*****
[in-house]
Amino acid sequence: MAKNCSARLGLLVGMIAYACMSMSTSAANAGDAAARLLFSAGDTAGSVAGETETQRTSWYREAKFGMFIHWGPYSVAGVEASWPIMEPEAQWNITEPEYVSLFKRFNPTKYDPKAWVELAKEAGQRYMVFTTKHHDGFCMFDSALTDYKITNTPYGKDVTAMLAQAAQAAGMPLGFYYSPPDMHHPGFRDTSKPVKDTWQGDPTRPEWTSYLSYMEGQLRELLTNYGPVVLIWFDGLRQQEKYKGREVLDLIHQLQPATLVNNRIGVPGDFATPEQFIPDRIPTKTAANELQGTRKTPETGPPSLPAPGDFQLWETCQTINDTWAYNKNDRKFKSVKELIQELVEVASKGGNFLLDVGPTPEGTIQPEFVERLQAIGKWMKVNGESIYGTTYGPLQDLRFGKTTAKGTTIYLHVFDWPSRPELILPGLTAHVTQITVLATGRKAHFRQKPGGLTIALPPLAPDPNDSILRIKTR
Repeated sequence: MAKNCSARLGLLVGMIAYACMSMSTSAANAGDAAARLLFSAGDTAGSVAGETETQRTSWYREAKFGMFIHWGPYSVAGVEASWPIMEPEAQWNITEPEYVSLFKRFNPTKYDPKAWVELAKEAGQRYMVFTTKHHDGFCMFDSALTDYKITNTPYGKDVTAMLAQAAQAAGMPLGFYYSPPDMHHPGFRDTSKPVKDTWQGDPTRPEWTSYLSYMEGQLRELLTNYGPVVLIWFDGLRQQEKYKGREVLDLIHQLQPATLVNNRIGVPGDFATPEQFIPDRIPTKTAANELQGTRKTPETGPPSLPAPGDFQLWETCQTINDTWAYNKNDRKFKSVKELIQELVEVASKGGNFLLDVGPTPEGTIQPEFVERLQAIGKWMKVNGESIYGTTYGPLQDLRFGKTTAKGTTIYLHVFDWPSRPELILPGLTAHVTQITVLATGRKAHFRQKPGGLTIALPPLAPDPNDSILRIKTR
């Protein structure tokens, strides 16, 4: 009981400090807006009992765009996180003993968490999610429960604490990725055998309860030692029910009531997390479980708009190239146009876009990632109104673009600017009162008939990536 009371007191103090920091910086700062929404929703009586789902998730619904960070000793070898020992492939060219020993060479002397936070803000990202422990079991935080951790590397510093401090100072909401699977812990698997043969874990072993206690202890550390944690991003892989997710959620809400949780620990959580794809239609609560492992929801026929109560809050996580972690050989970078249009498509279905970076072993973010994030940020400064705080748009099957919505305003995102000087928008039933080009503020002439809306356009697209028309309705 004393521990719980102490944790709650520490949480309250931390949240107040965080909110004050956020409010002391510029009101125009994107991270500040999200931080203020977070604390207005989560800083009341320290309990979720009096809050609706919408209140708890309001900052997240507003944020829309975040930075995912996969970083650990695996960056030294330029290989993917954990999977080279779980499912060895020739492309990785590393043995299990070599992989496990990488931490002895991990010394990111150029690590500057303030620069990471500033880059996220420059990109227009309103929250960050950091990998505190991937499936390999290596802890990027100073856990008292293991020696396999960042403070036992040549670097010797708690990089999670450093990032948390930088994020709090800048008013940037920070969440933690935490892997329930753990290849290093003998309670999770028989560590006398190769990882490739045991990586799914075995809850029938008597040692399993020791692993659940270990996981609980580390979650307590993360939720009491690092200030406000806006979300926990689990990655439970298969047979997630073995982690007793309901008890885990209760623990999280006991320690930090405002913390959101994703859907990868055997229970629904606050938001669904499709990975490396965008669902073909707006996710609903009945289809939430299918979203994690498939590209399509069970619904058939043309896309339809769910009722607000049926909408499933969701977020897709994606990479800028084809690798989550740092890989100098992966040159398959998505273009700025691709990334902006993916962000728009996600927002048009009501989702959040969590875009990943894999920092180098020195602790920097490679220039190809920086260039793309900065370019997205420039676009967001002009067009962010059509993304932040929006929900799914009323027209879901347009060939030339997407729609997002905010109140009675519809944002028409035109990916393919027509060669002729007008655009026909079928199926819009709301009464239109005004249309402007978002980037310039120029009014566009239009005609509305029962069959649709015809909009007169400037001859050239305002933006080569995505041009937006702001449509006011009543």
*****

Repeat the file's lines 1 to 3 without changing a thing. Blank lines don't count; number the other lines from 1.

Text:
[in-house]
Amino acid sequence: MAKNCSARLGLLVGMIAYACMSMSTSAANAGDAAARLLFSAGDTAGSVAGETETQRTSWYREAKFGMFIHWGPYSVAGVEASWPIMEPEAQWNITEPEYVSLFKRFNPTKYDPKAWVELAKEAGQRYMVFTTKHHDGFCMFDSALTDYKITNTPYGKDVTAMLAQAAQAAGMPLGFYYSPPDMHHPGFRDTSKPVKDTWQGDPTRPEWTSYLSYMEGQLRELLTNYGPVVLIWFDGLRQQEKYKGREVLDLIHQLQPATLVNNRIGVPGDFATPEQFIPDRIPTKTAANELQGTRKTPETGPPSLPAPGDFQLWETCQTINDTWAYNKNDRKFKSVKELIQELVEVASKGGNFLLDVGPTPEGTIQPEFVERLQAIGKWMKVNGESIYGTTYGPLQDLRFGKTTAKGTTIYLHVFDWPSRPELILPGLTAHVTQITVLATGRKAHFRQKPGGLTIALPPLAPDPNDSILRIKTR
Repeated sequence: MAKNCSARLGLLVGMIAYACMSMSTSAANAGDAAARLLFSAGDTAGSVAGETETQRTSWYREAKFGMFIHWGPYSVAGVEASWPIMEPEAQWNITEPEYVSLFKRFNPTKYDPKAWVELAKEAGQRYMVFTTKHHDGFCMFDSALTDYKITNTPYGKDVTAMLAQAAQAAGMPLGFYYSPPDMHHPGFRDTSKPVKDTWQGDPTRPEWTSYLSYMEGQLRELLTNYGPVVLIWFDGLRQQEKYKGREVLDLIHQLQPATLVNNRIGVPGDFATPEQFIPDRIPTKTAANELQGTRKTPETGPPSLPAPGDFQLWETCQTINDTWAYNKNDRKFKSVKELIQELVEVASKGGNFLLDVGPTPEGTIQPEFVERLQAIGKWMKVNGESIYGTTYGPLQDLRFGKTTAKGTTIYLHVFDWPSRPELILPGLTAHVTQITVLATGRKAHFRQKPGGLTIALPPLAPDPNDSILRIKTR